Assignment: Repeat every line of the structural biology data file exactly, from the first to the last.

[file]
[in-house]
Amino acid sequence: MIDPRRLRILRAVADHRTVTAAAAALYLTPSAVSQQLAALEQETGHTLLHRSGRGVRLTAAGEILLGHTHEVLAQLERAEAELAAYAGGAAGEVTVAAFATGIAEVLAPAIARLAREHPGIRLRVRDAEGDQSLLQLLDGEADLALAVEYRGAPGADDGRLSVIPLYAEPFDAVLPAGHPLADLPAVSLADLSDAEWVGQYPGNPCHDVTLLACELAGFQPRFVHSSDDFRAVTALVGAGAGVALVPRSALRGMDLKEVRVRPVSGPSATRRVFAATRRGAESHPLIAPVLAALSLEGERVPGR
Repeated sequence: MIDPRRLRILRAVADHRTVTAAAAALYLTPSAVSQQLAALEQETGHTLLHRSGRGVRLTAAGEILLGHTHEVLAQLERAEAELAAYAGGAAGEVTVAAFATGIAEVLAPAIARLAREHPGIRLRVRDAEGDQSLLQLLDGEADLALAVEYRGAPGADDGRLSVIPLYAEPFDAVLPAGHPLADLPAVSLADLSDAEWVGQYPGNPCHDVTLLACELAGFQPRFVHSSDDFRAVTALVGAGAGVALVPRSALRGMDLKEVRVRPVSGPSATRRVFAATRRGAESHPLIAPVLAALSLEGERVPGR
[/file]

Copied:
[in-house]
Amino acid sequence: MIDPRRLRILRAVADHRTVTAAAAALYLTPSAVSQQLAALEQETGHTLLHRSGRGVRLTAAGEILLGHTHEVLAQLERAEAELAAYAGGAAGEVTVAAFATGIAEVLAPAIARLAREHPGIRLRVRDAEGDQSLLQLLDGEADLALAVEYRGAPGADDGRLSVIPLYAEPFDAVLPAGHPLADLPAVSLADLSDAEWVGQYPGNPCHDVTLLACELAGFQPRFVHSSDDFRAVTALVGAGAGVALVPRSALRGMDLKEVRVRPVSGPSATRRVFAATRRGAESHPLIAPVLAALSLEGERVPGR
Repeated sequence: MIDPRRLRILRAVADHRTVTAAAAALYLTPSAVSQQLAALEQETGHTLLHRSGRGVRLTAAGEILLGHTHEVLAQLERAEAELAAYAGGAAGEVTVAAFATGIAEVLAPAIARLAREHPGIRLRVRDAEGDQSLLQLLDGEADLALAVEYRGAPGADDGRLSVIPLYAEPFDAVLPAGHPLADLPAVSLADLSDAEWVGQYPGNPCHDVTLLACELAGFQPRFVHSSDDFRAVTALVGAGAGVALVPRSALRGMDLKEVRVRPVSGPSATRRVFAATRRGAESHPLIAPVLAALSLEGERVPGR